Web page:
Winning The War For Talent, When Talent Is Hard To Find


Most people in the legal industry agree that this job market is one of the strongest in several decades. What this tends to mean is that it is harder than ever for to close a search with a successful candidate for several reasons: (1) Due to the robust economy, most of the best candidates have multiple opportunities, so getting them to accept a specific offer can be challenging. (2) Because many companies are fairly prosperous these days, not all candidates are in a hurry to leave their current employer (especially as compared to 7–10 years ago when individuals were running out the door) (3) There is a dearth of candidates with about 8–12 good years of legal experience because so many candidates who graduated law school between 2007–2011 were “wiped out” due to the financial crisis.

Does this mean that a hiring manager will be unable to find a top candidate for a challenging search? Absolutely not. But it does mean that the manager can’t go into a search with a “2011–2013 mindset” and expect that there will be more candidates than you know what to do with and that any reasonable offer will be immediately accepted by the top candidate. That mentality will lead to a less-than-desirable result. Alternatively, here are some tricks of the trade that I would encourage employers to adopt in order to find and successfully recruit the “candidate of their dreams” for any role:

  • Be patient. Some employers like to give deadlines such as, “We need to get this role filled in 60 days.” Indeed, it is good to have timelines and goals, but recruiting legal talent is more commonly an art, not a science. Particularly when there is a dearth of strong candidates, it is important to understand that – in strong economic times – it might take just a bit longer for a search to get completed. Hiring managers should not get frustrated, but keep their eyes on the prize. Ask your recruiter for some timeline proposals and goals, but also be flexible as the search unwinds if strong candidates don’t immediately emerge on the first few days.
  • Accept flaws in your top candidates. You shouldn’t settle for a second-best candidate, but you shouldn’t immediately throw out candidates on paper just because there are one or two things about their background you don’t like. For instance, if you’ve been desperately seeking a data privacy candidate for 5-6 months, and you’ve finally found a good one who is interested in your role, don’t immediately disqualify him or her because they moved jobs a couple of times or because you didn’t like the way that their resume is arranged. Keep your options open because frankly you might not have as many.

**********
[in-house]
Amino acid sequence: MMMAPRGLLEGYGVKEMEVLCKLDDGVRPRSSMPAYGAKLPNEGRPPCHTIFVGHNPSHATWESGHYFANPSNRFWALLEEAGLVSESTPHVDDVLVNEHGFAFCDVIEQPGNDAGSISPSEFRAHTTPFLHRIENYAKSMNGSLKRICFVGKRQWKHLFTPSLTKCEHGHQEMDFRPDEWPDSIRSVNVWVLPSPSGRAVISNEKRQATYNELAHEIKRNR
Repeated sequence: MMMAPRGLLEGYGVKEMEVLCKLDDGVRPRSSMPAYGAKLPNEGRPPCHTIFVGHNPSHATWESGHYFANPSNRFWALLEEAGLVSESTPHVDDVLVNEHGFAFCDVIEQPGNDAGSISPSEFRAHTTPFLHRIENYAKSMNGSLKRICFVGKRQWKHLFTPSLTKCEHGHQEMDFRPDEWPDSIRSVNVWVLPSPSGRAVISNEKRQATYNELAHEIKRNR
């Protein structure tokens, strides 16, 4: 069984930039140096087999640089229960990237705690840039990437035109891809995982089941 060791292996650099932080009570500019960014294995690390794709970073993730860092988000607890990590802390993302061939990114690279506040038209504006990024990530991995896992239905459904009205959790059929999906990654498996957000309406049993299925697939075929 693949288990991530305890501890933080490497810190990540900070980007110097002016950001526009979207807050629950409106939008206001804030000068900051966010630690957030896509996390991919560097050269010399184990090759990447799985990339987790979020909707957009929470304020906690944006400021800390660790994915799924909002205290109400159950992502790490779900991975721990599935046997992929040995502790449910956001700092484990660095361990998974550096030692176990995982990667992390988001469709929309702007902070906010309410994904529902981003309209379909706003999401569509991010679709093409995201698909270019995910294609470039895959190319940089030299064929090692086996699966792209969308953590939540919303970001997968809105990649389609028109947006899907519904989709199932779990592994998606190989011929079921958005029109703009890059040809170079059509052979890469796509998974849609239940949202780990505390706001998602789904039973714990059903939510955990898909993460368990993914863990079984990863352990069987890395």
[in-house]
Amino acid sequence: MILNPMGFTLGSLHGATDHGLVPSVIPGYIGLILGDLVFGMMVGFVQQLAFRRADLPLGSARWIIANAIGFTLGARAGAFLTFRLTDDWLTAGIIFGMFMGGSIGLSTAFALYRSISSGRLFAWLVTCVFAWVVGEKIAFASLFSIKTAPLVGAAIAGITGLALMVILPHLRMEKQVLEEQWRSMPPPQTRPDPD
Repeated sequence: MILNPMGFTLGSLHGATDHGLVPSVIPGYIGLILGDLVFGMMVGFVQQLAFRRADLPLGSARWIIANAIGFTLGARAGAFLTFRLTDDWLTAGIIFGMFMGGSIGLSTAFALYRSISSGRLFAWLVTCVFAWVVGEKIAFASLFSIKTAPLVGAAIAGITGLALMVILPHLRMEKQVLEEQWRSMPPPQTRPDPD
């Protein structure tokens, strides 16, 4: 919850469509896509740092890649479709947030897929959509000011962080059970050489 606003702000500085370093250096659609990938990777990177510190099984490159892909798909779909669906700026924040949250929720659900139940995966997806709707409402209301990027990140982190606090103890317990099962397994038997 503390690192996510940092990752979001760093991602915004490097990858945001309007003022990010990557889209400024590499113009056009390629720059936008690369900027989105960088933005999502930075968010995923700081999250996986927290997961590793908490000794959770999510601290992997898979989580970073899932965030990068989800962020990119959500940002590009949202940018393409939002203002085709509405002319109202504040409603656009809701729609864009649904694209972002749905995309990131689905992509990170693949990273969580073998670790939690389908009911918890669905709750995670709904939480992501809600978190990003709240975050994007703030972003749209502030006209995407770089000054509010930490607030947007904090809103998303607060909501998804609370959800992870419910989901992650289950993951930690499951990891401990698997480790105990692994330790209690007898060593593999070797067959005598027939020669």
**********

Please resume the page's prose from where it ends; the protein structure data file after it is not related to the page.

• Interview, but also recruit, top candidates. Employers should be strongly encouraged to ask all of the tough questions that they want to the top candidates. But a bit of recruiting nuance and subtlety should be demonstrated; remember to show the candidates why your organization is a great home for them. If a candidate is looking at four or five opportunities, they will have a choice. You want them to choose you, and sometimes the intangible feel of an interview date can be the difference between the candidate giving you the nod and giving you the hard pass.
  • Be proactive, not reactive. Whether you are conducting the search on your own or you have engaged an executive recruiter, you should be the one spearheading the progress of the search. When a client hires MLA, we call it a partnership. That means that the employer should be doing their part, and in boom economic times, this means that the employer is expected to avoid “leading from behind” and proactively think of ways to move the search along with more positive results. It doesn’t mean that the hiring manager should micro-manage a search that has been farmed out to a recruiting firm, but it does mean that the employer should ask good questions, set a tone for the search, be creative and provide helpful tips to the search firm, and objectively and rationally analyze each candidate until an offer-and-acceptance is obtained.
  • When it comes to the offer, show some love. In these times, the worst thing an employer can do is farm out the final negotiations to someone else – whether it is a colleague or an outside search firm. I would recommend that the hiring manager step in and play an active role. Whether that is speaking with the candidate directly, or specifically advising the search firm, or working internally to make the offer as strong and creative as possible, these are all things that can and should be done to make the offer (and the adjoining process) as tempting as possible.

I understand that much of this advice is easier said than done. Having said that, in economic times that are strong and at a time when it is harder than ever to compete for top talent, nothing should be left on the table. If you want someone to join your team, there is no reason not to expend the small amount of time and energy necessary to land that individual and add to your organization’s future success.


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